Next up is Jessica Mills: “Dixie” (her trail name) has thru-hiked the AT (Appalachian Trail) 2,100 miles (you might have seen the movie with Robert Redford: “A Walk in the Woods”) and the PCT (Pacific Crest Trail) 2,600 miles. (“Wild” is a recent movie starring Reese Witherspoon)) She is currently hiking the CDT “Continental Divide Trail” 3,100 miles. When a person completes all three trails, it is called a “Triple Crown.” As of July 1st, 2018 she has hiked almost 6,000 miles carrying a backpack!
You can go to her YouTube channel and watch individual videos of her trip or she actually has a 90 minute film on her channel for the complete AT as well as the PCT trips.
Having hiked about 1,000 miles of the Appalachian Trail, I must admit I have a great admiration for the people who not have not only hiked the entire Appalachian Trail, but the PCT and the CDT as well! Over the last 80 years, there has been about 18,000 people who have completed one of these trails. However, there has been less that 200 hikes who have completed all three!

 While I am constantly drawing my inspiration from different people, I just wanted to start with these three. I will post more later and focus on other great long distance walkers.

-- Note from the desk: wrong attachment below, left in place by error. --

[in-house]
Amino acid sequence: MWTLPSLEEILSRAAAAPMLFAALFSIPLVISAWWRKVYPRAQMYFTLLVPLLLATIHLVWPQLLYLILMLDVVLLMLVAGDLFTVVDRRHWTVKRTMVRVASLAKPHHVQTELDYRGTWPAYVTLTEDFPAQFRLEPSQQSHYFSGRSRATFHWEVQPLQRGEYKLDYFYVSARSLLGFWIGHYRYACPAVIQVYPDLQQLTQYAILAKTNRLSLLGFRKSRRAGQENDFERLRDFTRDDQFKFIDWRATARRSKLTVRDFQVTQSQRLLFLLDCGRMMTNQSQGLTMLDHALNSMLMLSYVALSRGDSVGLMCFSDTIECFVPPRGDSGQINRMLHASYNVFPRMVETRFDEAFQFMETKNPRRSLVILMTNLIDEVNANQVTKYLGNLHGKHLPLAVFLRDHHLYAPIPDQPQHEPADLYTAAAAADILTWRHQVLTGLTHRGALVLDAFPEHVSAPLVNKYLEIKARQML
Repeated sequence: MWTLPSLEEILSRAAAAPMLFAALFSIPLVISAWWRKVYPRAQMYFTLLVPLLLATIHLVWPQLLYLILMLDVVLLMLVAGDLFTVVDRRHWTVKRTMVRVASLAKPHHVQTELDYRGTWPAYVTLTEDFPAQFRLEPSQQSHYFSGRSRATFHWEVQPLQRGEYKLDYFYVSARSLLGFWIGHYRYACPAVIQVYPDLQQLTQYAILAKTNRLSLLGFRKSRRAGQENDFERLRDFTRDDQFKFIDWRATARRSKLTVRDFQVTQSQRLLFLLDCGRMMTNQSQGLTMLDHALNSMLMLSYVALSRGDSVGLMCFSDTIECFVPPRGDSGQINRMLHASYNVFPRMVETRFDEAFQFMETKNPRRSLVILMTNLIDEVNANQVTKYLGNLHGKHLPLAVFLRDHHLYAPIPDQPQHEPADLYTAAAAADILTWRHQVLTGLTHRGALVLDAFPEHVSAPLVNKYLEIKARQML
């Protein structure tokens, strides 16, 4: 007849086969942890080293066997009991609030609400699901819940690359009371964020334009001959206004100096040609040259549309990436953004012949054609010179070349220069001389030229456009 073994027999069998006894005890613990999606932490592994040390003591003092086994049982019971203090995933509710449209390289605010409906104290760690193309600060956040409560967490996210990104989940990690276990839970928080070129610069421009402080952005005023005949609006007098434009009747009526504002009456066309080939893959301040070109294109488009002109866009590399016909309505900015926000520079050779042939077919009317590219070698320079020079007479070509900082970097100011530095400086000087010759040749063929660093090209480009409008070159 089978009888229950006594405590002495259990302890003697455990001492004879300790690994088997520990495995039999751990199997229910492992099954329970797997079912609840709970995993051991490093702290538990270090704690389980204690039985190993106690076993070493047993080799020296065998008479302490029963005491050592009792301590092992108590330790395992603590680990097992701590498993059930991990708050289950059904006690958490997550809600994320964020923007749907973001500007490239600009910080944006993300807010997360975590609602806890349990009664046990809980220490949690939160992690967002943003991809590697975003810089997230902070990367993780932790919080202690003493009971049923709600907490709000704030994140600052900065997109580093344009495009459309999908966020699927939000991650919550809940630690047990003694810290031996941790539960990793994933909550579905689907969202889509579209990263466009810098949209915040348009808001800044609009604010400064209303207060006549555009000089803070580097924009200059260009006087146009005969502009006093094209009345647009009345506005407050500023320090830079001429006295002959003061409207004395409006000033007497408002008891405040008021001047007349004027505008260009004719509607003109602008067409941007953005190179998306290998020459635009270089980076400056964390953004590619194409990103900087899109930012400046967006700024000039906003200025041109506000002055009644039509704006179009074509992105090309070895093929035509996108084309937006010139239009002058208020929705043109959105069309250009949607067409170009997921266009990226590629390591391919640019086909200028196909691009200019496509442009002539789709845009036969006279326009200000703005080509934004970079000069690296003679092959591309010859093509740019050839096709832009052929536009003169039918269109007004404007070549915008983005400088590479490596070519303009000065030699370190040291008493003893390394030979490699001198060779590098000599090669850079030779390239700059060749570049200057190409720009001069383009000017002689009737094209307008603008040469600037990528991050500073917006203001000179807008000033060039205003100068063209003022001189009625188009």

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Ducks in a Row

Ducks in a Row

I just moved the needle from a 60% possibility to a 95% probability of starting my trip as planned! I had a few major concerns over my Social Security benefits starting next year. However, after several phone calls, including one with the American Embassy’s Social Security division in Guadalajara (I live in Mexico,) everything should be fine! Also, I have been doing longer and longer day hikes and my body seems to be painfully submitting to the fact that I will be expecting a lot from it over the next two years.

The Route! I will be walking the Historic Route 20 from Boston, Massachusetts to Newport, Oregon. 3,400 miles. I plan on leaving March 1, 2020 even though temps will be mid-20s at night and occasionally above freezing during the day. If I want to make it over the much larger Western mountains in Autumn before the first snows, I’ll need to leave at this time. If not, or if delayed, I will have to turn south at some point before Yellowstone.
Equipment: It is way too early to narrow down exactly what I will be taking with me. I know I will need a -0- degree sleeping bag, rain gear, and one pair of waterproof boots for at least the first two months. After that I will more than likely ship all of it back and switch to lighter, more useful stuff for crossing the plains in the heat of summer. Luckily, I have had years of experience camping in the winter, so I am pretty comfortable with this part of the trip. Since 90% of people who complete a cross-country hike like this start carrying a backpack but end up using some form of a push cart, this will also be my choice. Again, not sure which once but a high-quality jogging baby stroller looks like the best option.